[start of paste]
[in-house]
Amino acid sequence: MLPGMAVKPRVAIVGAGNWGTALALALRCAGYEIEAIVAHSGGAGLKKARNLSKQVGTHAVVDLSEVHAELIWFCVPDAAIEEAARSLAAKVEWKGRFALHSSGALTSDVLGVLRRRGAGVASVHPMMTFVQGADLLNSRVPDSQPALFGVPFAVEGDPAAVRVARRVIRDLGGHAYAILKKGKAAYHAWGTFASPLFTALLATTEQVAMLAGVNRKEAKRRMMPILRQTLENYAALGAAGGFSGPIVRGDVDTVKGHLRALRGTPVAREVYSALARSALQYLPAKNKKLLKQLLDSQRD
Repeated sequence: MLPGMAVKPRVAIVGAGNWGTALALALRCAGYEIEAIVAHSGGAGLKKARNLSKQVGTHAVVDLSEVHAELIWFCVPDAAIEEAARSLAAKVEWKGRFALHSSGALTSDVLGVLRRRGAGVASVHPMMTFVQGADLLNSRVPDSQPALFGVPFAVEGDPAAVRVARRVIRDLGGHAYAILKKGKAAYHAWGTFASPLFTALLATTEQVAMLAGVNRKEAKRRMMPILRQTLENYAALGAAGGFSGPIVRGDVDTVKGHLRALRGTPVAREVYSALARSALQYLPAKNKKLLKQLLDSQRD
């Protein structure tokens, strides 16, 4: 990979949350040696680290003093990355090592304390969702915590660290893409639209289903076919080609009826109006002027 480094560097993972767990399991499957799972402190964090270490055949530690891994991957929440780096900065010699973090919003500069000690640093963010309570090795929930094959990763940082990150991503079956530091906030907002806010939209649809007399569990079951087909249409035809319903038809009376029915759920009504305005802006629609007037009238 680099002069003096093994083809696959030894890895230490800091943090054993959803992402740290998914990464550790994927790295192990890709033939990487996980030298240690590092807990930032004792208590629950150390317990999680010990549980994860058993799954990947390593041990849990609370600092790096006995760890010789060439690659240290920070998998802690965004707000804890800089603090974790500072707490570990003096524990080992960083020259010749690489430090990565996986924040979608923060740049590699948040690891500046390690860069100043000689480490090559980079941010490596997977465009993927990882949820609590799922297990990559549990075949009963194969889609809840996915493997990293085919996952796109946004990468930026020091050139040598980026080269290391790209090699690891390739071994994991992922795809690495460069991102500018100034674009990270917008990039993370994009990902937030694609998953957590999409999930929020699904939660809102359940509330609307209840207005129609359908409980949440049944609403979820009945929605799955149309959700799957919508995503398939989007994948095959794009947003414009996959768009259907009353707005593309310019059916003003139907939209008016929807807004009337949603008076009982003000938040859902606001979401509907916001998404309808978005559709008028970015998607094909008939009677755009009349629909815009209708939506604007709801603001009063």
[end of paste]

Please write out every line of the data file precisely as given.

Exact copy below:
[in-house]
Amino acid sequence: MLPGMAVKPRVAIVGAGNWGTALALALRCAGYEIEAIVAHSGGAGLKKARNLSKQVGTHAVVDLSEVHAELIWFCVPDAAIEEAARSLAAKVEWKGRFALHSSGALTSDVLGVLRRRGAGVASVHPMMTFVQGADLLNSRVPDSQPALFGVPFAVEGDPAAVRVARRVIRDLGGHAYAILKKGKAAYHAWGTFASPLFTALLATTEQVAMLAGVNRKEAKRRMMPILRQTLENYAALGAAGGFSGPIVRGDVDTVKGHLRALRGTPVAREVYSALARSALQYLPAKNKKLLKQLLDSQRD
Repeated sequence: MLPGMAVKPRVAIVGAGNWGTALALALRCAGYEIEAIVAHSGGAGLKKARNLSKQVGTHAVVDLSEVHAELIWFCVPDAAIEEAARSLAAKVEWKGRFALHSSGALTSDVLGVLRRRGAGVASVHPMMTFVQGADLLNSRVPDSQPALFGVPFAVEGDPAAVRVARRVIRDLGGHAYAILKKGKAAYHAWGTFASPLFTALLATTEQVAMLAGVNRKEAKRRMMPILRQTLENYAALGAAGGFSGPIVRGDVDTVKGHLRALRGTPVAREVYSALARSALQYLPAKNKKLLKQLLDSQRD
């Protein structure tokens, strides 16, 4: 990979949350040696680290003093990355090592304390969702915590660290893409639209289903076919080609009826109006002027 480094560097993972767990399991499957799972402190964090270490055949530690891994991957929440780096900065010699973090919003500069000690640093963010309570090795929930094959990763940082990150991503079956530091906030907002806010939209649809007399569990079951087909249409035809319903038809009376029915759920009504305005802006629609007037009238 680099002069003096093994083809696959030894890895230490800091943090054993959803992402740290998914990464550790994927790295192990890709033939990487996980030298240690590092807990930032004792208590629950150390317990999680010990549980994860058993799954990947390593041990849990609370600092790096006995760890010789060439690659240290920070998998802690965004707000804890800089603090974790500072707490570990003096524990080992960083020259010749690489430090990565996986924040979608923060740049590699948040690891500046390690860069100043000689480490090559980079941010490596997977465009993927990882949820609590799922297990990559549990075949009963194969889609809840996915493997990293085919996952796109946004990468930026020091050139040598980026080269290391790209090699690891390739071994994991992922795809690495460069991102500018100034674009990270917008990039993370994009990902937030694609998953957590999409999930929020699904939660809102359940509330609307209840207005129609359908409980949440049944609403979820009945929605799955149309959700799957919508995503398939989007994948095959794009947003414009996959768009259907009353707005593309310019059916003003139907939209008016929807807004009337949603008076009982003000938040859902606001979401509907916001998404309808978005559709008028970015998607094909008939009677755009009349629909815009209708939506604007709801603001009063």